NB-IoT Explorer

Explore Narrowband IoT (NB-IoT) Radio Networks in a comfortable, user-friendly way.

Animated picture

In this project, two extremely powerful components come together:

The Espruino Pixl.js with its built-in JavaScript interpreter is easy to program. The (native) Espruino Web IDE lets you transfer the code to the device using Bluetooth LE, so there isn’t even a USB cable needed to connect the computer with the device. The Espruino Pixl.js device has a large LCD display with 128×64 pixels, and four buttons on each corner of the display allow highly interactive applications.

The Quectel BG96 module module on the NB-IoT Shield provides multi-band support, so it can be used in many different radio networks all around the world. The NB-IoT Shield provides direct access to the serial interface of the BG96 module, so you also can try things out using a FTDI cable, which can be useful if you want to do firmware updates. The BG96 module provides a wide range of AT commands for a lot of purposes, and even provides high-level protocol implementations like HTTPS and MQTT, which can be very useful for IoT applications. Additionally, it provides geo-positioning by its embedded GNSS chip.

Material

  • Espruino Pixl.js – Bluetooth microcontroller programmable in JavaScript with built-in LCD display and Arduino footprint.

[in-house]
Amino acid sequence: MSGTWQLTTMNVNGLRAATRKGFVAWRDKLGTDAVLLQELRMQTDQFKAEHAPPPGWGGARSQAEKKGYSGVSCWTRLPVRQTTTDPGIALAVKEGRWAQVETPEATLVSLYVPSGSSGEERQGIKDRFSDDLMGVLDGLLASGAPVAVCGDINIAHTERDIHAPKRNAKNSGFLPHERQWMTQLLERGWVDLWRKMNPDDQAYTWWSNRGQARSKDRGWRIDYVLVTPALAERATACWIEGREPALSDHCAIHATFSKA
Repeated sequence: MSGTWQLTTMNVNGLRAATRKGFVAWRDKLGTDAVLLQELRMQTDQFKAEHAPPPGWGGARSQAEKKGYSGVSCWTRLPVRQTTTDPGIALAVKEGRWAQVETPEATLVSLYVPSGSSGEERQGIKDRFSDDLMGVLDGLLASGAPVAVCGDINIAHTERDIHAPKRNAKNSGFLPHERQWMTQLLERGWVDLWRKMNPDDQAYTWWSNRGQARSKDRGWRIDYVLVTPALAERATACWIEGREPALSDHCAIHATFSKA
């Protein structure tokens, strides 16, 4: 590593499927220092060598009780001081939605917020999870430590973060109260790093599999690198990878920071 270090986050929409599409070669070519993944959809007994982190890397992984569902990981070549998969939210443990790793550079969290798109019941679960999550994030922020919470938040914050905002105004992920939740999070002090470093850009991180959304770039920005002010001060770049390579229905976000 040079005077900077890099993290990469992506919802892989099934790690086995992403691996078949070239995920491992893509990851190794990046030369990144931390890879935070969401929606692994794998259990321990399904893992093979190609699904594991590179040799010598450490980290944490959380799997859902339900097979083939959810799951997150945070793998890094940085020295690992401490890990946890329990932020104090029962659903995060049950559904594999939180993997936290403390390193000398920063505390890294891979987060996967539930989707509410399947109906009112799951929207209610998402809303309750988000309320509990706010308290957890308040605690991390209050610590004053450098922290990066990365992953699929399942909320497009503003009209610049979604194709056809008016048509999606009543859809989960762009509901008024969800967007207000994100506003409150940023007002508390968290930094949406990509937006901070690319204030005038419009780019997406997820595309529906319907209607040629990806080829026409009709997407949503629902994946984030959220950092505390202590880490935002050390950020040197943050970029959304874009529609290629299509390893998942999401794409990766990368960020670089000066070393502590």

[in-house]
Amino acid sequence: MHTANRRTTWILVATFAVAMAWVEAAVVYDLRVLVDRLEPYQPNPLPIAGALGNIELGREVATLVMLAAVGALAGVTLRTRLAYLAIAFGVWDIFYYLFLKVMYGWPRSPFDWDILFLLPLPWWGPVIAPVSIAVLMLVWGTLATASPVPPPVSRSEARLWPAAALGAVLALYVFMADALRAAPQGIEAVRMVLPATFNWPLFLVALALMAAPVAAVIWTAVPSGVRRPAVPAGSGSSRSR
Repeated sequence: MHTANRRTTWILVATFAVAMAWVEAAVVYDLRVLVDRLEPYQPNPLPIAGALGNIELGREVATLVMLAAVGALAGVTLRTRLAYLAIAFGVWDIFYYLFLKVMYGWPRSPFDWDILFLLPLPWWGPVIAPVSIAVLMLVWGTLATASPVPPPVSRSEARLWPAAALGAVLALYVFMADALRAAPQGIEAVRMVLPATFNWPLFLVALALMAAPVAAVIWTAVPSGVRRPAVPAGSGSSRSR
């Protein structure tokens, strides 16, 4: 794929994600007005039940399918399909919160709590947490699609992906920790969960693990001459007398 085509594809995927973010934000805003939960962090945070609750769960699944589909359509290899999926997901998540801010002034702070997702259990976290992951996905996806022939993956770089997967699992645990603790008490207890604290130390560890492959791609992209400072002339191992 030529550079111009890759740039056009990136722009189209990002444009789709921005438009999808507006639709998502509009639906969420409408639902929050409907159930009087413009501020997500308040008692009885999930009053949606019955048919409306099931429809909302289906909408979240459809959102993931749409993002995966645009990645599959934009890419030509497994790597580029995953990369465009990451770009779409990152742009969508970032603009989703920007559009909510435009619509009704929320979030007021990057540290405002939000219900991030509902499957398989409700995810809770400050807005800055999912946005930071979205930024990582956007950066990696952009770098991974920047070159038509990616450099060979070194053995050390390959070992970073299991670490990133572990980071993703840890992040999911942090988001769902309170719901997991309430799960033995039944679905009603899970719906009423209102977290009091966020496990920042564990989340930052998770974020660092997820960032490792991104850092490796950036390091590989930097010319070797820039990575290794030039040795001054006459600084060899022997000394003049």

• Dragino Nb-IoT Shield QG96 – Arduino shield that hosts a Quectel BG96 module. This module supports multiple bands for NB-IoT. Except NB-IoT, It also support LTE Cat M1 and EGPRS.
  • A SIM card from a network provider supporting NB-IoT.
  • Micro USB cable for power supply
  • Optional: GNSS Active Patch Antenna
  • Bluetooth Low Energy Dongle for your computer, if it not already supports BLE natively.

Preparation

  • Get yourself familiar how to connect the (native) Espruino Web IDE with the Espruino Pixel.js board via Bluetooth LE.
  • Play around with the code examples for the Pixl.js.
  • The 5v pin on the on the Pixl.js will be used to power the NB-IoT shield. There is a solder jumper near the LCD connector labelled “3.3 5V Vin”. Short Vin to 5v – the 5v pin will be connected to 5v (when connected via USB) or whatever the voltage provided on Vin is. Read more about shield power at https://www.espruino.com/Pixl.js#shield-power. (Using the 3.3v at the output of the power regulator does not provide enough power when the BG96 starts to transmit).
  • If you are good in soldering, you can consider to physically remove the big square socket connector at the reverse side of the NB-IoT shield, because it is in the way when the Pixl.js and NB-IoT shield are connected.
  • Connect the Pixl.js with the NB-IoT shield by its Arduino connectors.
  • Optionally: Attach the GNSS Patch Antenna.